The role of monuments in Scotland’s national identity is examined in a new book by Johnny Rodger
By virtue of both their scale and their function as monuments, the structures identified by Johnny Rodger as the ‘hero buildings’ of Scotland tend to loom large in the landscapes and urban spaces they occupy. The whole point of their being there is, after all, to make an impression. And yet their impact on the literature of Scottish architecture has been negligible.
There are notable exceptions, of course, and over the years detailed studies have appeared on such key works as the monuments to Walter Scott in Edinburgh and William Wallace at Abbey Craig near Stirling. But what has been missing is any attempt to offer a critical overview of all the documented examples in order to assess how they shape up as manifestations of a specific architectural tradition. More conspicuous still has been the lack of any attempt to analyse the cultural forces that operate through that tradition, or to ask what light it might throw on the vexed question of Scottish national identity.
We find Scotland celebrating its national heroes through a plethora of architectural and sculptural monuments
These are among the issues Johnny Rodger seeks to address in The Hero Building. The book is essentially an anthology of case studies of hero buildings that range across a diversity of stylistic idioms, and that derive from a multitude of differing historical circumstances. The period covered is what Eric Hobsbawm defined as ‘the long 19th century’, which saw the rise of industrialisation, the replacement of the post-feudal landed aristocracy with a patrician bourgeoisie, and the emergence of the democratic processes that have shaped the political landscape we inhabit today. And in the middle of it all we find Scotland struggling to come to terms with its position as a ‘stateless nation’, which it does in part by celebrating its national heroes through a plethora of architectural and sculptural monuments.
The Hero Building
Rodger provides 16 case studies in all, framing them on one side with an outline of the theoretical concerns underpinning the concept of architectural heroism as a European phenomenon, and on the other with a consideration of the ‘afterlife’ through which monuments raised at one historical juncture adapt themselves to changing cultural circumstances.
A good example of such an adaptation is the Monument to Robert Burns in Kilmarnock. Designed by Robert Ingram in 1879, this extravagance in red sandstone originally housed a collection of historic artefacts, and was venerated by Burns enthusiasts as a ‘shrine’ to his genius. By the end of the 20th century it had been all but abandoned to the tender mercies of the local vandals, who torched it in 2004, leaving little standing but the entrance porch. This has more recently been remodelled for new uses, combining a centre for family history with a function suite for private weddings – an ironic end for a building designed to celebrate an artist with a distinctly equivocal attitude to the concept of marital fidelity. But then a central part of Rodger’s thesis is that Burns is an essentially polyvalent national hero, who meant different things to different generations.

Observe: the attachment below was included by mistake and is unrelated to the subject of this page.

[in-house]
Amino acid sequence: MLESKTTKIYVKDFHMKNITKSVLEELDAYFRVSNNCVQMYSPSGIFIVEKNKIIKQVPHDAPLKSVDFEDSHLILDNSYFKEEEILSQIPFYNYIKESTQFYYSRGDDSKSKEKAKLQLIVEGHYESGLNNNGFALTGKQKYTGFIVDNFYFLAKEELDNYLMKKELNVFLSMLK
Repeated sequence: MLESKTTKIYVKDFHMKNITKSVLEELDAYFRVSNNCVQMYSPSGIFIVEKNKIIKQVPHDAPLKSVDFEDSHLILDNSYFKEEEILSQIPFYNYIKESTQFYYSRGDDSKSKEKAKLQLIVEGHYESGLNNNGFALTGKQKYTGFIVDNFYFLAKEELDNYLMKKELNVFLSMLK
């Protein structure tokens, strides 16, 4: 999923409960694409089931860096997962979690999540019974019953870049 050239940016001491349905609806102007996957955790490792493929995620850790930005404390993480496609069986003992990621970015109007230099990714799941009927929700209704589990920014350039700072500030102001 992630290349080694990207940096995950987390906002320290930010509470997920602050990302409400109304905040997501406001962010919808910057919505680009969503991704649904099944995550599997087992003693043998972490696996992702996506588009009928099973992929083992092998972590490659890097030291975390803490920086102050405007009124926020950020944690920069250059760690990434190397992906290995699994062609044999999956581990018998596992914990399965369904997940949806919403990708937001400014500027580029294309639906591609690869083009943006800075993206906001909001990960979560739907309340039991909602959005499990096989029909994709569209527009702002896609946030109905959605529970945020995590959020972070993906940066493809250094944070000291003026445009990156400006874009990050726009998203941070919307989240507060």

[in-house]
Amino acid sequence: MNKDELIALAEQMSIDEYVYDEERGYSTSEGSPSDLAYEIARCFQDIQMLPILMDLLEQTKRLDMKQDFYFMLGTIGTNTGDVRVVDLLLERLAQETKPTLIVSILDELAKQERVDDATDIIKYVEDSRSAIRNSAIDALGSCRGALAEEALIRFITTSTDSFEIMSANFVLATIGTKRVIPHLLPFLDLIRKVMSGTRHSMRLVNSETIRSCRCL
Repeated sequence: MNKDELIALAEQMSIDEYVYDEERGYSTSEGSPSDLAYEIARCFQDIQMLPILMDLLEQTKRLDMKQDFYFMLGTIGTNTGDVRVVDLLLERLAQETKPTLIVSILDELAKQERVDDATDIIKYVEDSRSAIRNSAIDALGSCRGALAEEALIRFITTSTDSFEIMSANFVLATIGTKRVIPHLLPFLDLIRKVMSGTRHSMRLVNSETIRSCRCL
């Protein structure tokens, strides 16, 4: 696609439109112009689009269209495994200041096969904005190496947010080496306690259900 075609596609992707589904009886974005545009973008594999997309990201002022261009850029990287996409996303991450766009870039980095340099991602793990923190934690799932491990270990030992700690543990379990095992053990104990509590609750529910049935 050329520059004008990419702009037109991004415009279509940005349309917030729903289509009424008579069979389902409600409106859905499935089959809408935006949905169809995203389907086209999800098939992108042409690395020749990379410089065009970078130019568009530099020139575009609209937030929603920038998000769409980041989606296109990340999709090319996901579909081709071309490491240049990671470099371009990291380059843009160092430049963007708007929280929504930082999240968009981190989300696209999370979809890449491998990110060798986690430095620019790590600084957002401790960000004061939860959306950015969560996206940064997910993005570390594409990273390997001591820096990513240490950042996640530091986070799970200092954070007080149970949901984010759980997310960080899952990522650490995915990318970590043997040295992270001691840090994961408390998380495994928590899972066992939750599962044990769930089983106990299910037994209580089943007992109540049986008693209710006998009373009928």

The Hero Building
And the proof is in the monuments themselves. The first three – in Dumfries (1819), Alloway (1823) and Edinburgh (1831) – use the Classical tempietto form to embody the achievement of someone who was, before anything else, a product of the Scottish Enlightenment. By the time we reach Kilmarnock, this had given way to the full-blown Romanticism of the Gothic-cum-Baronial revival, which then reached its apogee in the turreted and balustraded tower at Mauchline in 1898. Rodger rightly sees this sequence as representing a progression from Burns the Enlightenment ‘everyman’ to Burns the ‘poet of humanity’, with the Mauchline tower significantly eschewing the inclusion of a statue in favour of a group of cottage homes for the poor – a philanthropic first step towards modern social housing.
Interwoven with this cluster of monuments to the national bard, other heroes make an appearance, including David Hume, Walter Scott and William Wallace – the last prompting interesting reflections on the relationship between literature and architecture, and on the merits of ‘vernacular’ versus ‘academic’ approaches to researching history.
The Hero Building
There are also essays on the unfinished National Monument on Calton Hill (1829), with an analysis of why this ‘ruin in reverse’ stubbornly resisted three separate campaigns to bring it to completion; together with the Hamilton Mausoleum (1858) and McCaig’s Tower in Oban (1900), which in their own different ways were equally spectacular failures. The Scottish National War Memorial (1927) is presented as the last gasp of Empire, and from there it is downhill all the way for the traditional monument, at least until its metamorphosis in the Postmodern ‘counter-monument’ movement, represented here in works by Douglas Gordon and Ian Hamilton Finlay.
This is a pioneering study, replete with new thinking and fizzing with provocation.
The Hero Building
The Hero Building: an Architecture of Scottish National Identity, by Johnny Rodger. Ashgate Publishing, 242pp, HB £65